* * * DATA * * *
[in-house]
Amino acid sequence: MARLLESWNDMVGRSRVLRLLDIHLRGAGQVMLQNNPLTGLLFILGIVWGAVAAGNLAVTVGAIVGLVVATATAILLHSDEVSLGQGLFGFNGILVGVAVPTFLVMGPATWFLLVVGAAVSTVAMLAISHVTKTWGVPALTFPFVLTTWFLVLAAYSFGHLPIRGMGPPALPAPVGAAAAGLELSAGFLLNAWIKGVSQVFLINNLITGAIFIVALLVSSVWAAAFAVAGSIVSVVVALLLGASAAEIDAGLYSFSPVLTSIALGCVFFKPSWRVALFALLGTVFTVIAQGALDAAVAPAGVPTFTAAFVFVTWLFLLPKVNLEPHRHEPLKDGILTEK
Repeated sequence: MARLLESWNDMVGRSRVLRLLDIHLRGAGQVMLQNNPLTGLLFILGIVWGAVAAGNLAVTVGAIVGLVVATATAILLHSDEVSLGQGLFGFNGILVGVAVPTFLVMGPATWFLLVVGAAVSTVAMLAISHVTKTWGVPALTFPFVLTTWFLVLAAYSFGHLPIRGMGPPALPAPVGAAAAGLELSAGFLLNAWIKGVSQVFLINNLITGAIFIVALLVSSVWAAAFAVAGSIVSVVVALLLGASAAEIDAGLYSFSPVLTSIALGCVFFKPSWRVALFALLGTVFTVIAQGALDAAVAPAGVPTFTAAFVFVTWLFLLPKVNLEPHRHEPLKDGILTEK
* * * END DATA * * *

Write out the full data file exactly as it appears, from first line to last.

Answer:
[in-house]
Amino acid sequence: MARLLESWNDMVGRSRVLRLLDIHLRGAGQVMLQNNPLTGLLFILGIVWGAVAAGNLAVTVGAIVGLVVATATAILLHSDEVSLGQGLFGFNGILVGVAVPTFLVMGPATWFLLVVGAAVSTVAMLAISHVTKTWGVPALTFPFVLTTWFLVLAAYSFGHLPIRGMGPPALPAPVGAAAAGLELSAGFLLNAWIKGVSQVFLINNLITGAIFIVALLVSSVWAAAFAVAGSIVSVVVALLLGASAAEIDAGLYSFSPVLTSIALGCVFFKPSWRVALFALLGTVFTVIAQGALDAAVAPAGVPTFTAAFVFVTWLFLLPKVNLEPHRHEPLKDGILTEK
Repeated sequence: MARLLESWNDMVGRSRVLRLLDIHLRGAGQVMLQNNPLTGLLFILGIVWGAVAAGNLAVTVGAIVGLVVATATAILLHSDEVSLGQGLFGFNGILVGVAVPTFLVMGPATWFLLVVGAAVSTVAMLAISHVTKTWGVPALTFPFVLTTWFLVLAAYSFGHLPIRGMGPPALPAPVGAAAAGLELSAGFLLNAWIKGVSQVFLINNLITGAIFIVALLVSSVWAAAFAVAGSIVSVVVALLLGASAAEIDAGLYSFSPVLTSIALGCVFFKPSWRVALFALLGTVFTVIAQGALDAAVAPAGVPTFTAAFVFVTWLFLLPKVNLEPHRHEPLKDGILTEK